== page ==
Calif. county pediatric emergency care system approved

Richard Halstead
The Marin Independent Journal, Novato, Calif.

MARIN COUNTY, Calif. — The state has certified Marin County’s emergency treatment plan for children, an action the county described as a breakthrough after five years of effort.

“In large part due to the hard work and dedication of our hospital partners, we have created a system of care for children that not only provides better and more compassionate care but will be far more capable to quickly adapt to change and stress in the system, such as in a disaster situation,” said Dr. Dustin Ballard, medical director of the Marin County Emergency Medical Services Agency.

The California Emergency Medical Services Authority notified Marin of its compliance in April. Prior to that, the local standard of emergency care could vary and might not always incorporate pediatric best practices such as age-appropriate equipment and kid-friendly pain control and distraction techniques, according to the county.

In 2020, 409 children in Marin required ambulances, 217 of those for traumatic injuries. All but 18 were taken to hospitals in the county.

During the Korean and Vietnam wars, doctors discovered that survival rates improved significantly when patients were stabilized in the field and transported immediately to an emergency medical center. This approach was incorporated into the treatment of adult patients in the U.S. beginning in 1975, and medical outcomes improved dramatically.

It wasn’t until 1984, however, that Congress authorized the use of federal funds for emergency medical services for children.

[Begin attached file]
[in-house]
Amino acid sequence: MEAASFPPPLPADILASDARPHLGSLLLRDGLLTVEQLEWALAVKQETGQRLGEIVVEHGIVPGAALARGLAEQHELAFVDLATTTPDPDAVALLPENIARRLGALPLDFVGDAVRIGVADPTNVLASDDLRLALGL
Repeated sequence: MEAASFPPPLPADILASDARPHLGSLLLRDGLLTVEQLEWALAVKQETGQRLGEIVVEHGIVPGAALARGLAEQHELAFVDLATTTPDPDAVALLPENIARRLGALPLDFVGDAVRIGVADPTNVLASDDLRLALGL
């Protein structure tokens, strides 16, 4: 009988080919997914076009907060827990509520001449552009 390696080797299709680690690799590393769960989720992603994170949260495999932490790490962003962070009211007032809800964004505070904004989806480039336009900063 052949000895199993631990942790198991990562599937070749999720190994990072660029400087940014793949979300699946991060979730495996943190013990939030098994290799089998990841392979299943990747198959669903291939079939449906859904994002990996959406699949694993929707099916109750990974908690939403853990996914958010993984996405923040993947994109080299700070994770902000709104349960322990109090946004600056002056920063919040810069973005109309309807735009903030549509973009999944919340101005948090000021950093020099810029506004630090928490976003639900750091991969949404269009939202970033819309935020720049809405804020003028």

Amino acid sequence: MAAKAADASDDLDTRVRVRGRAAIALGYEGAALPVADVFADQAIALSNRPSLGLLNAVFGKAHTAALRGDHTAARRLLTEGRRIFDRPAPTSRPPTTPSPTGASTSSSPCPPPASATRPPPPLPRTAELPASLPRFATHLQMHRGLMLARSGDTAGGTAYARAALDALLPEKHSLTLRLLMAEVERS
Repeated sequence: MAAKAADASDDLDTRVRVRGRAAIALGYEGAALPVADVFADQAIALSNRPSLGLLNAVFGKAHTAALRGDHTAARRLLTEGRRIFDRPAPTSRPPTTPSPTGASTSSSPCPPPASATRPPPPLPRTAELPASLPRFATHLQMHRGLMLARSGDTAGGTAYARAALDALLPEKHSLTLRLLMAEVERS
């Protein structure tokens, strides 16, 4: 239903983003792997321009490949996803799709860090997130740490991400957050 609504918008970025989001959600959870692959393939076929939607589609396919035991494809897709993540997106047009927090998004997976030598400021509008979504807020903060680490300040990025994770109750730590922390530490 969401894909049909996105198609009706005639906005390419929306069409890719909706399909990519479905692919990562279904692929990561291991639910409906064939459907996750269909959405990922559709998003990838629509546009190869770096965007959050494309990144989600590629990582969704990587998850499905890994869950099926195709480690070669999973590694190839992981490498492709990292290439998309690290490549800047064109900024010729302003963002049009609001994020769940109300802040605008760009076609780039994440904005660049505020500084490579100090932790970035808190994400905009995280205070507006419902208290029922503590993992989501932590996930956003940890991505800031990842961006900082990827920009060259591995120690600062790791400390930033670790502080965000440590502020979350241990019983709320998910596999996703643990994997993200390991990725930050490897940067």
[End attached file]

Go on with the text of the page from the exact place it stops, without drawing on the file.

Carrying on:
A study published in the medical journal Pediatrics in 2019 found that the risk of mortality was four times higher among children who arrived at emergency departments with low pediatric readiness scores. The data involved 20,483 critically ill children at 426 hospitals.

An emergency department is considered pediatric ready if it has appropriate processes, staff and equipment to treat children and can determine when a child might require more specialized care.

“Children are not just small adults, and require specific sizes of equipment for stabilizing airways, administering IV fluids and medications and ensuring safety equipment for ambulance transportation,” said registered nurse Karrie Groves, a program coordinator with the Marin County Emergency Medical Services Agency. “Changes in our system were made specifically to address this special population and are in place today.”

MarinHealth Medical Center and Kaiser Permanente San Rafael Medical Center are both certified pediatric receiving centers. MarinHealth is an advanced center; all staff and physicians there have received special education on the treatment of pediatric patients.

MarinHealth’s center stresses pain avoidance with numbing medicine before injections, and chooses alternative methods of delivering medicine when possible. MarinHealth also employs a specialist who uses play to educate and distract nervous young patients.

“We are proud to live in a county where we collaborate very closely with our EMS partners in providing excellent care to our kids,” said Michelle Tracy, MarinHealth’s director of emergency and trauma services. “So now, from the time an ambulance picks up a child until the time the child is discharged, they are receiving specialized pediatric care.”

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(c)2021 The Marin Independent Journal (Novato, Calif.)

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